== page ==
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Vinicius Carriero Lima, Gabriela Cavalieri, Ana Beatriz Toledo Dias, Christina Mastromonaco, Sabrina Bergeron, Julia Burnier, Miguel N Burnier; Clinicopathological evaluation of eye removal procedures: a 13-year evaluation. Invest. Ophthalmol. Vis. Sci. 2019;60(9):713.
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© ARVO (1962-2015); The Authors (2016-present)
Eye removal to treat complicated ocular diseases can be associated with decreased quality of life and psychosocial issues. Evisceration, enucleation and exenteration represent the three main surgical techniques. Clinicopathological correlation is essential to reach a final diagnosis. The aim of this study is to correlate eye removal techniques with the clinical and the histopathological diagnosis.
Patients who underwent ocular removal were evaluated (2006-2018) at the MUHC-McGill University Ocular Pathology & Translational Research Laboratory. Specimens were stained with H&E. Immunohistochemistry/special stains were done in selected cases. Age, gender, type of surgery, clinical diagnosis and histopathological findings was collected.
A total of 242 specimens were examined. The average age was 59.24±21.26 years and patients over 40 years represented 78.51%. Evisceration was the most common type of surgery (54.13%), followed by enucleation (43.39%) and exenteration (2.48%). The age group of 61-80 years represented the majority of cases of exenteration (66.67%). Both evisceration and enucleation were more frequent in men than in women (53.44%and 60.95%, respectively). Regarding clinical diagnosis, a large number of surgical eye removal were due to inflammation/infection processes (n=89, 36.78%), followed by trauma (n=52, 21.07%). Trauma occurred more commonly in men (61.54%). In patients 0-20 years of age, the majority of surgeries were due to intraocular tumors (62.50%). Ocular infectious/inflammation were more frequent than trauma only in patients over 60 years of age. The diagnosis of blind painful eye was highest (41.18%) in patients aged 61-80 years.Chronic inflammation was the most common histopathological diagnosis (58.26%). Exenteration was performed most frequently as a result of neoplasia (83.33%), followed by chronic inflammation (67.18%).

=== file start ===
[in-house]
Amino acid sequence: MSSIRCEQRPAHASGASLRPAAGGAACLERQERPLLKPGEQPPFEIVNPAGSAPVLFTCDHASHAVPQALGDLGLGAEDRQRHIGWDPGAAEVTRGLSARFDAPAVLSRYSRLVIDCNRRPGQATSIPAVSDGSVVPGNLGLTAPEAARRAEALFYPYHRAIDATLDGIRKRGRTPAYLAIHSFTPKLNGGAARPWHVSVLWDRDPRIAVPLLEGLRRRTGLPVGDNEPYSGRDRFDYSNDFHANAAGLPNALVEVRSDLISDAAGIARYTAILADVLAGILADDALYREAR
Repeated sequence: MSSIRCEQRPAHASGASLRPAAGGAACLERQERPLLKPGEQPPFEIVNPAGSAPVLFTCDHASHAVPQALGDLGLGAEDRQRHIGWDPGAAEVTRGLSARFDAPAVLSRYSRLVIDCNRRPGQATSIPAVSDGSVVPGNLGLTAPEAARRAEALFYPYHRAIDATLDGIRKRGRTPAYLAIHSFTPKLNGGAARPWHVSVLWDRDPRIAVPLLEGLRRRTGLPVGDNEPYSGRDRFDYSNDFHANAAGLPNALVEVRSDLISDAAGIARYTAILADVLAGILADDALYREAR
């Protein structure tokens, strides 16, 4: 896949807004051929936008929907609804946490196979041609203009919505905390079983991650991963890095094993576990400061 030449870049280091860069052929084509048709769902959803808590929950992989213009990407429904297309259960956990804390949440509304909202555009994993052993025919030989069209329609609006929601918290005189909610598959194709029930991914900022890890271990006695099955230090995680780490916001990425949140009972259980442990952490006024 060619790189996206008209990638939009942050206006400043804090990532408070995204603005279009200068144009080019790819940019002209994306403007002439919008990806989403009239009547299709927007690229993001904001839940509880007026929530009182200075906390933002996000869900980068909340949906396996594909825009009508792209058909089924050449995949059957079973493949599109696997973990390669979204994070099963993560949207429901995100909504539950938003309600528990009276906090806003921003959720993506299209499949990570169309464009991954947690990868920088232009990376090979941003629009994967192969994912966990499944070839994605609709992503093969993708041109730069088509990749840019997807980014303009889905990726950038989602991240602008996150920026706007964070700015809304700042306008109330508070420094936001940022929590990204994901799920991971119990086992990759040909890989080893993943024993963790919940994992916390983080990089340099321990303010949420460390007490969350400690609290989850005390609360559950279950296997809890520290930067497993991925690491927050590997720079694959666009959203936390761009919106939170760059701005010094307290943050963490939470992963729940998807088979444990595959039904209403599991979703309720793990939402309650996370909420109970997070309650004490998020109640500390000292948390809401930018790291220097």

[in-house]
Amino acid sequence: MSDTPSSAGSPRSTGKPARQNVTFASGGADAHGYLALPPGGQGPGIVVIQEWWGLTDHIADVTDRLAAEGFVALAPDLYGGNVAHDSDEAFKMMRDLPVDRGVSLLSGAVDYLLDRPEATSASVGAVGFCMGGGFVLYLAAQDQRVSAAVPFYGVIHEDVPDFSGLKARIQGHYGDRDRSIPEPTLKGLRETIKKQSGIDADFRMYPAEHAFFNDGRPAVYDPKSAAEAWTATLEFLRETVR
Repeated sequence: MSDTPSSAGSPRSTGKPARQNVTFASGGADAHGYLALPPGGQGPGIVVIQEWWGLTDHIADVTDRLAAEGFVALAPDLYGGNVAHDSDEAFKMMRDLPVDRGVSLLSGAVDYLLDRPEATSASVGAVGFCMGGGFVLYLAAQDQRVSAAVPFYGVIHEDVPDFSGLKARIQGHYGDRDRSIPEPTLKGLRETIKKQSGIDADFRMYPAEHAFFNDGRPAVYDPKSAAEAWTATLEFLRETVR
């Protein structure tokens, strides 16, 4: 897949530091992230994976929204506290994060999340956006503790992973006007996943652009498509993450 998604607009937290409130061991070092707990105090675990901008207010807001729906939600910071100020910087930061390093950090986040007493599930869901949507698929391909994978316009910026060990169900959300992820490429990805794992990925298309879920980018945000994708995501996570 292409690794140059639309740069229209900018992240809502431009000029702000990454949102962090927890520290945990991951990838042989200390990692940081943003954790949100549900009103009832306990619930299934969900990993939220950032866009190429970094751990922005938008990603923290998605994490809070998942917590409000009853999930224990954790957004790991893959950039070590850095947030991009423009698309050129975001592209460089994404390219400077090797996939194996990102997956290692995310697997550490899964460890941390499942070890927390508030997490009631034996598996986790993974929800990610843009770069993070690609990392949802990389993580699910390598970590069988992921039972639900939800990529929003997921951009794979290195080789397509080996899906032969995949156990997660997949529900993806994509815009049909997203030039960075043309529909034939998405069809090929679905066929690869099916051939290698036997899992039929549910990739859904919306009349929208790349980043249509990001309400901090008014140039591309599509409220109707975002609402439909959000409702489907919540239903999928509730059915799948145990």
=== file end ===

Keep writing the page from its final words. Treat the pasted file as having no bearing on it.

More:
Our study shows a large number of eviscerations in older patients with a clinical diagnosis of infection/inflammatory processes and chronic inflammatory histopathological findings. The majority of enucleation in children was due to retinoblastoma. Sebaceous cell carcinoma was responsible for most of the exenteration specimens. Clinicopathological studies are essential to evaluate eye removal disease and to predict clinical outcomes.
This abstract was presented at the 2019 ARVO Annual Meeting, held in Vancouver, Canada, April 28 - May 2, 2019.
Different types of surgery and clinical diagnosis according to age groups
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